Estimating bearing operating temperature

Performance and operating conditionsBearing type and arrangementBearing sizeLubricationOperating temperature and speedBearing interfacesBearing executionSealing, mounting and dismounting

If you are able to estimate a value for the heat dissipation from a bearing, Ws, then you can use the formula given in SKF model of bearing friction for calculating the bearing frictional power loss, Ploss, to estimate the operating temperature, Tbear, for a bearing in thermal equilibrium, under steady-state conditions, using

Tbear = (Ploss / Ws) + Tamb

where
Tbearestimated average bearing operating temperature [°C]
Plossbearing frictional power loss [W]
Wstotal heat dissipation per degree above ambient temperature [W/°C]
Tambambient temperature [°C]

Should the value of the estimated bearing operating temperature be too high for the application requirements – for example, resulting in a κ value that is too low, or a re-lubrication interval that is too short – a possible solution may be to reduce the operating temperature by means of a circulating oil lubrication system.

Estimating heat dissipation from SKF plummer (pillow) blocks

For SKF plummer (pillow) block housings, you can use a model based on bearing size to estimate heat dissipation values.
Using diagram 1, you can estimate the heat dissipation per degree above ambient temperature Ws, for a bearing with bearing mean diameter dm in a plummer block housing, with the shaft exposed to the surrounding air.
The estimation is valid for SKF plummer block housings used with grease or oil bath lubrication and only where there is no significant heat input from external sources, such as steam heating of shafts or pronounced radiation from hot surfaces.

Cooling via circulating oil

By circulating the oil, it is possible to cool it, and thereby remove heat from the bearing arrangement.
In diagram 2 the curved line shows the bearing frictional power loss (Ploss) and the angled line shows the heat dissipation (Ws).
Taking the heat dissipated via oil circulation into account, the bearing thermal equilibrium (diagram 2) under steady state conditions becomes:

Ploss = Ws (Tbear – Tamb) + Poil 

where
Plossbearing frictional power loss [W]
Wstotal heat dissipation per degree above ambient temperature [W/°C]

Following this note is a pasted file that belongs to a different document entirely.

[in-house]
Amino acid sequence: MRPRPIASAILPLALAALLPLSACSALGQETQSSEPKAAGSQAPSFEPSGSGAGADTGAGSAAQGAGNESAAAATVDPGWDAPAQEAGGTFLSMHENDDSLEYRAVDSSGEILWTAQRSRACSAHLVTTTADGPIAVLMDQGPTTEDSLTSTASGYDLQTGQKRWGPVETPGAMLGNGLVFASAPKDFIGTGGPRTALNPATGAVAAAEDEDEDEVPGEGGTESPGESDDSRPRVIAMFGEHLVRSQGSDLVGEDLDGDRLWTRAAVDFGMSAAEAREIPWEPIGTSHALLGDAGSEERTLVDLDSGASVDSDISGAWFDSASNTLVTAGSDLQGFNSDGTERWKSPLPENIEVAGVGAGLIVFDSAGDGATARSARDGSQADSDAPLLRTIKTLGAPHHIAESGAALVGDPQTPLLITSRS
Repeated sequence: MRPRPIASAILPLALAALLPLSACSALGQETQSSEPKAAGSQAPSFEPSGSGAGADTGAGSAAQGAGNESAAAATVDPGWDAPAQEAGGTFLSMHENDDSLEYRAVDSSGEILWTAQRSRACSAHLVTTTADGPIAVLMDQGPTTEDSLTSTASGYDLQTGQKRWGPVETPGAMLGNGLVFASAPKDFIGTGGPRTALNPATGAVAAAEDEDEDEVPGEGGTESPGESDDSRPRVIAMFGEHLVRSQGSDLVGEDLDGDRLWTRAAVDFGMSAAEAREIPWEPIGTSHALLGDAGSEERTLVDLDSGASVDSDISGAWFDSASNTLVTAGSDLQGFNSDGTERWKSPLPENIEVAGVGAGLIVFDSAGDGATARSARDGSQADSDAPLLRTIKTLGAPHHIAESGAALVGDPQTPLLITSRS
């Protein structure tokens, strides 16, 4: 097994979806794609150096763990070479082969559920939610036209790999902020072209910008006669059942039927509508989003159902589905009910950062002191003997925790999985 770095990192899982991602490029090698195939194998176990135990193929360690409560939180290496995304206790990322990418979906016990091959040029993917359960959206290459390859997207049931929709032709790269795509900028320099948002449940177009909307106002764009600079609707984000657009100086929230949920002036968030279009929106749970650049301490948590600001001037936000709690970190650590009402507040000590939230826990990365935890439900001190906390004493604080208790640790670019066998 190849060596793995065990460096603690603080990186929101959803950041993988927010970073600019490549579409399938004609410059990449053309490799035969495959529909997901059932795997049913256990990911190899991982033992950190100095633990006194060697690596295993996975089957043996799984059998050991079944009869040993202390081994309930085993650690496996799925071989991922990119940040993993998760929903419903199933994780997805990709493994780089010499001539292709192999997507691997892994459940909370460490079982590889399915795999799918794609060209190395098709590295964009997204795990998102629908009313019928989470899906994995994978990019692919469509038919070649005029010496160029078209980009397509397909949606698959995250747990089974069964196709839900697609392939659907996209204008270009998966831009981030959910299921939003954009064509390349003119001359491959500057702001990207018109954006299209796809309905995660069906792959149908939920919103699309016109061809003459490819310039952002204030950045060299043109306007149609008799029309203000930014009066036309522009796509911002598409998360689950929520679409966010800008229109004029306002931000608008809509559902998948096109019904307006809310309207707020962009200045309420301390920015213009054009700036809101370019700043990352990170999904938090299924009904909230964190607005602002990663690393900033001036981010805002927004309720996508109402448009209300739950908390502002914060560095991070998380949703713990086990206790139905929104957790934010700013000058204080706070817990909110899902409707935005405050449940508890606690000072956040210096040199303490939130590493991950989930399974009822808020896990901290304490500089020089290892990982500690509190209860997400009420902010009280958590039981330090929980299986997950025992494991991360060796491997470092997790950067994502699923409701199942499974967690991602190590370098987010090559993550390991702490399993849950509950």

Tbearestimated required bearing operating temperature [°C]
Tambthe ambient temperature [°C]
Poilestimated power dissipated in the oil cooler [W]

Taking the heat dissipation via oil circulation into account, you can estimate the bearing operating temperature using

Tbear = ((Ploss – Poil) / Ws) + Tamb
You can estimate the power that must be dissipated by oil cooling, for a given bearing temperature, using

Poil = Ploss - Ws x (Tbear – Tamb)
You can estimate the required oil flow, for a given quantity of power that must be dissipated by oil cooling (Poil), using

Q = Poil / (27 x (Tout – Tin))

where
required oil flow [l/min]
Poilpower dissipated in the oil cooler [W]
Toutoil temperature at the housing oil outlet [°C]
Tin oil temperature at the housing oil inlet [°C]

If you do not have values for Tout or Tin, you may assume a temperature difference of 5 to 10 °C (40 to 50 °F).
The limit of cooling that is possible via circulating oil is determined by the degree of heat transfer that can be obtained from a given bearing. As a rule of thumb, you can determine the maximum oil flow, above which no significant temperature reduction is obtained, using

Qmax = (D x B) / 12 500

where
Qmaxmaximum oil flow [l/min]
Dbearing outer diameter [mm]
Bbearing width [mm]

Further temperature related checks

After you have estimated the operating temperature, check:

  • that the temperature assumption for calculating bearing life (operating viscosity) was correct
  • the lubricant selection and temperature limits
  • the grease or oil change interval
  • the cage and seal material limits
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